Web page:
Recent Point Posts

Recently I was speaking to a group of pastors, youth pastors, and other church workers in Idaho. One pastor asked a question that, in my experience, perfectly captures the thinking process of many students today. He said, “My younger brother, a Millennial, is constantly on his cell phone. When I try to talk to him about God, he says that people disagree and so we simply can’t have any confidence at all in our beliefs.” How would you respond? Can we know things or are we lost in a sea of endless information?

[For more, go to Sean's blog!]
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If you caught last week's "Gilmore Girls" revival on Netflix, you may be one of the many, many people wondering what on earth went wrong with Rory Gilmore, who went from confident Yale graduate to aimless drifter. Here's my theory.
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If you're in the mood for some Christmas-themed reading, here are two options! Read More >
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Lewis's birthday is a great time to read a very timely piece by Michael Ward about how, as a Christian, Lewis learned to welcome disagreement and handle it with civility. Here's a sample: Read More >
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Is Dickens' "A Christmas Carol" an alternate ending for a famous biblical parable? Shane Morris makes a convincing case!
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Shopping for a teen or preteen this Christmas? Don't forget to check out our new Youth Reads book list!
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Don't miss this heartwarming Thanksgiving story of a wrong number that turned into a dinner invitation!
Topics: Inspiration
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Martin Scorcese's new film, dealing with the plight of Jesuit missionaries in 17th-century Japan, comes out in limited release on December 23. You can get your first look here. (For more on the story of "Silence," see my piece "Hope in the Silence.")
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Our country is deeply divided. This, of course, is no secret. There are competing versions over how we need to proceed in terms of race, economics, moral issues and more.

Underlying many of these issues is a competing view of tolerance. As my father and I point out in our book "The Beauty of Intolerance," tolerance no longer means what it used to mean. Classically, tolerance has meant recognizing and respecting others when you don’t share their beliefs, values, or practices. By this definition, tolerance assumes disagreement. Otherwise, what is there to tolerate? But according to a new view, tolerance means recognizing and respecting all views as being equal. And by this view, if you think your view is superior, then you’re a hateful, intolerant bigot.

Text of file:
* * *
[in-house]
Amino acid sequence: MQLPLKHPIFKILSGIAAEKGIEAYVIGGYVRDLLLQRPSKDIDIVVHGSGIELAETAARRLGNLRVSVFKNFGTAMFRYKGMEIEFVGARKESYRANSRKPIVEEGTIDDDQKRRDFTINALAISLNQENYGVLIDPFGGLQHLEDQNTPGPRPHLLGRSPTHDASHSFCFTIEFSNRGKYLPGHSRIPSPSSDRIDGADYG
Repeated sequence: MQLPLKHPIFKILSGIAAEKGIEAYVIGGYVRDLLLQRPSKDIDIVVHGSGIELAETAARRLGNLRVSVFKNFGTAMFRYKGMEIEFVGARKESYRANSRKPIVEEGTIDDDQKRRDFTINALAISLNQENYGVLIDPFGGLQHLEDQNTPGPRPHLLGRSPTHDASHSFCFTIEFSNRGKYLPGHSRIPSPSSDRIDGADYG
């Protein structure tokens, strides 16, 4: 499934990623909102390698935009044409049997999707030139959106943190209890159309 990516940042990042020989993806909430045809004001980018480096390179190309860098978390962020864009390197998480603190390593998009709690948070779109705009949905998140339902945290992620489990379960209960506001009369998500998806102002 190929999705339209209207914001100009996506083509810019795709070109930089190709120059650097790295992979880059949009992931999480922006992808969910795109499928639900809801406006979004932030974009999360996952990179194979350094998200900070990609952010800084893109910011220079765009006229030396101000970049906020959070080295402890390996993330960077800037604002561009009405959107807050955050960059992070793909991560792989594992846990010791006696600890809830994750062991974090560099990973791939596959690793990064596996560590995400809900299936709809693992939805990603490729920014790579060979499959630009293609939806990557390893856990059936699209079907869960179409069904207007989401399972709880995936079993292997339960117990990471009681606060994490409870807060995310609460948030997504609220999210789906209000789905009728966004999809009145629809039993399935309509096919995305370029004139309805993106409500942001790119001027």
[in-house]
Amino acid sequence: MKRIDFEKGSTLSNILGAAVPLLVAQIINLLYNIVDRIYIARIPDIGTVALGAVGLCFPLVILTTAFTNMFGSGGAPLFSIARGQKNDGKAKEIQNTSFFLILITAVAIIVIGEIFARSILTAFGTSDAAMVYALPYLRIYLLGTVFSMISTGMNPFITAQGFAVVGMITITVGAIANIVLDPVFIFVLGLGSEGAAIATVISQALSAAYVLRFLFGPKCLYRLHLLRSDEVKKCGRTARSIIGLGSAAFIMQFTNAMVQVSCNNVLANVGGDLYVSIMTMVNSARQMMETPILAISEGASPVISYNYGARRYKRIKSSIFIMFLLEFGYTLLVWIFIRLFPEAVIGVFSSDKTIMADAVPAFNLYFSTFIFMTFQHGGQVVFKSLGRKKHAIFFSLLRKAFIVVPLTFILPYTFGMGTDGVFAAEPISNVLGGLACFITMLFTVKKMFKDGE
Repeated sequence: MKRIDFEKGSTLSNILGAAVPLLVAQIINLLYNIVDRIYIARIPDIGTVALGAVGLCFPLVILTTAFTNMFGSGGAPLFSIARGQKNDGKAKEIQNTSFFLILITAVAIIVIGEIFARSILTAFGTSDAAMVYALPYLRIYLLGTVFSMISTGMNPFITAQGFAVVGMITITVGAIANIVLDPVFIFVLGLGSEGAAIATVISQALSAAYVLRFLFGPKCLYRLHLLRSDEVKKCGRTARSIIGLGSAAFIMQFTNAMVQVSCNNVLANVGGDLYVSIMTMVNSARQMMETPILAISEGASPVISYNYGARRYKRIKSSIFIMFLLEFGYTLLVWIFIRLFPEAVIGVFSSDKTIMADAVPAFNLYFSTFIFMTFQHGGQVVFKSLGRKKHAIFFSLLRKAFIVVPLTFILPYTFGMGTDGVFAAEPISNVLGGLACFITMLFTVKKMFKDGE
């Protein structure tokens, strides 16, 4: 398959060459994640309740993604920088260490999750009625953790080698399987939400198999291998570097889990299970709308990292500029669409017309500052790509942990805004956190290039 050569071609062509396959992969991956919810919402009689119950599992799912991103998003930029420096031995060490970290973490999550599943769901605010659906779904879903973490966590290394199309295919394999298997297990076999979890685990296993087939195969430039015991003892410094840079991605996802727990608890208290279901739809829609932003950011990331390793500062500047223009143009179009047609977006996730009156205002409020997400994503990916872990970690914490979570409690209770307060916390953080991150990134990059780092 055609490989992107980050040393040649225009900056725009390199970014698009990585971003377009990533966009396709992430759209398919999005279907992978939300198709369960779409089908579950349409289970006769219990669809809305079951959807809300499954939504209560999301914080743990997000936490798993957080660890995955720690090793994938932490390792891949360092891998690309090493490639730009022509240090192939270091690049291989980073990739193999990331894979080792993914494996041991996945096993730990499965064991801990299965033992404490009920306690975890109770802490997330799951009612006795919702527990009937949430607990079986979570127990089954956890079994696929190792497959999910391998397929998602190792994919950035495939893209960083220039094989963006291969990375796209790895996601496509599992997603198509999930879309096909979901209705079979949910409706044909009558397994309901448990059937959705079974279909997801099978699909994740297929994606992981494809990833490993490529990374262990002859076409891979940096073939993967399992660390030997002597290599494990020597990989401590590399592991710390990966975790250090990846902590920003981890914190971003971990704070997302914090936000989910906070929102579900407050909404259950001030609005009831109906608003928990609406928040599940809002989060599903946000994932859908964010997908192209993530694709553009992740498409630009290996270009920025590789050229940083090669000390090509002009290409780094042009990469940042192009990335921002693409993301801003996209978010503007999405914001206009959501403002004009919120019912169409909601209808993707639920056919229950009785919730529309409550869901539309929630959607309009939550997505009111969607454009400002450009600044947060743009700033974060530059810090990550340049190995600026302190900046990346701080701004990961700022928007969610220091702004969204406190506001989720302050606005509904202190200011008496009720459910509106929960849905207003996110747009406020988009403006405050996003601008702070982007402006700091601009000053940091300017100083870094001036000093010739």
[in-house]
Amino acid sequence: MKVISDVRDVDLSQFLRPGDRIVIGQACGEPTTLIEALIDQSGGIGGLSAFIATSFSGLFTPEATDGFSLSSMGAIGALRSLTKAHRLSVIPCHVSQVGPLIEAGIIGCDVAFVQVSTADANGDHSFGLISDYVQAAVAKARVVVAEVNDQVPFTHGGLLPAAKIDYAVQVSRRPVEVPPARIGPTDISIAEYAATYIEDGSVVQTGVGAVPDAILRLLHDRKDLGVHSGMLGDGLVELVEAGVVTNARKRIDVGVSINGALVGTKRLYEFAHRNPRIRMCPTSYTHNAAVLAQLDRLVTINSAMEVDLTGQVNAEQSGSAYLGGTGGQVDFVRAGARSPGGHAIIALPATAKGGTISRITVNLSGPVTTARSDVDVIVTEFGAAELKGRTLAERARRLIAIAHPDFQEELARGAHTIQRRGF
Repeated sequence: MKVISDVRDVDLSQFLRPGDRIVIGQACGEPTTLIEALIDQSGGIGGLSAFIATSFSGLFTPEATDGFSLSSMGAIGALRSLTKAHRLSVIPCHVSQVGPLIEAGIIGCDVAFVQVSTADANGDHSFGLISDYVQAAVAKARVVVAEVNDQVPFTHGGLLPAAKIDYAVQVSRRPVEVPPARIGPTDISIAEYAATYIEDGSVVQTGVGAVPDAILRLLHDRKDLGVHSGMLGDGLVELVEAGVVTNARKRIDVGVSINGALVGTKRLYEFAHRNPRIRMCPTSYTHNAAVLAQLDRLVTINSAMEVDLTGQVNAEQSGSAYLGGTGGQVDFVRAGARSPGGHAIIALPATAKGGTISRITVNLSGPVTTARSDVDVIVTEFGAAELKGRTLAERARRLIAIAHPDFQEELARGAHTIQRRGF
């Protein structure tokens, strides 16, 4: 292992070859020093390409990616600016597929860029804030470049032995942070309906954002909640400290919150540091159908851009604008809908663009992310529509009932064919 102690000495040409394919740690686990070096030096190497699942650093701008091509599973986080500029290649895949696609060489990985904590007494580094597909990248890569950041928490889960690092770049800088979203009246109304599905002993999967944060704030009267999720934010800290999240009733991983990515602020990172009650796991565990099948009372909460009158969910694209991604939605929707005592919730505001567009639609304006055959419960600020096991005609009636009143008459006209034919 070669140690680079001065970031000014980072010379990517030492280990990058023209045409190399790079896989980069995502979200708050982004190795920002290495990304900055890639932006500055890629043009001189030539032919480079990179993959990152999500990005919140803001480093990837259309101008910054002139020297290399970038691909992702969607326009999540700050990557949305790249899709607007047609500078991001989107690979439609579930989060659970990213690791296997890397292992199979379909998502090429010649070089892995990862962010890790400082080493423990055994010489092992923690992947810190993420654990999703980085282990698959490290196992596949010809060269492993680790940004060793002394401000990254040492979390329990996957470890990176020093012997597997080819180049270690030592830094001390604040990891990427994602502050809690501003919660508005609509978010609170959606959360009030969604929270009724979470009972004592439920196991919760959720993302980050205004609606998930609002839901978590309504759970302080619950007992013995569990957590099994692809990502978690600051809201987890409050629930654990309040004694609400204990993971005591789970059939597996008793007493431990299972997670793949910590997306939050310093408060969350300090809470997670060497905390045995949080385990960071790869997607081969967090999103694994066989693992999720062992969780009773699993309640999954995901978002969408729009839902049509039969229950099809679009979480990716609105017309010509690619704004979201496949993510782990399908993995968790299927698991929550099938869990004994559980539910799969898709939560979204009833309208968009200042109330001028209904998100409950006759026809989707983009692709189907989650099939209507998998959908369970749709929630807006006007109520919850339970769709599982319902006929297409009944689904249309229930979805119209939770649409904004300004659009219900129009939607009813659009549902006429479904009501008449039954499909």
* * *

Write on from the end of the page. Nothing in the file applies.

[For more, go to Sean's blog!]
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Ian Haines, an oncologist and secular humanist, used to favor "mercy killing" for those in great pain. But over the years, his views have changed. Read his article to find out why.
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If you don't mind a bit of shameless self-promotion, my book "One by One: Welcoming the Singles in Your Church" is now available for pre-order from Amazon! Please note that (1) it won't actually be released until June, and (2) this is only the paperback edition. When a Kindle edition becomes available, I'll let you know.
Topics: Books
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Whomever you voted for, this should concern you. It should concern everyone who believes God's Word, particularly the instruction against bearing false witness. How can we work to heal and transform a culture that believes, shares, and promotes lies, if we're not willing to work hard to discern the truth?
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As a follow-up to yesterday's post, I recommend reading this piece from Christianity Today on why women's ministries and leaders have developed the way they have, and what that means for the church in general. It explains how the independence of "nationally known figures" like Jen Hatmaker -- driven by male leaders' lack of interest in or knowledge of women's ministries -- is both their strength and their weakness.
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Only in 2016 could we see a headline like "A Christian mom blogger announces she’s dating soccer star Abby Wambach." Between the bulldozing of Christian sexual standards, the rapid change in sexual preference following a painful public divorce, and the burning desire to put every detail of one's private life online, the story seems perfectly representative of these tumultuous times. It will be interesting to see how Glennon Doyle Melton's followers respond.
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At his Patheos blog, Troubler of Israel, Shane reminds all of us, no matter whom we voted for, that we reap what we sow.
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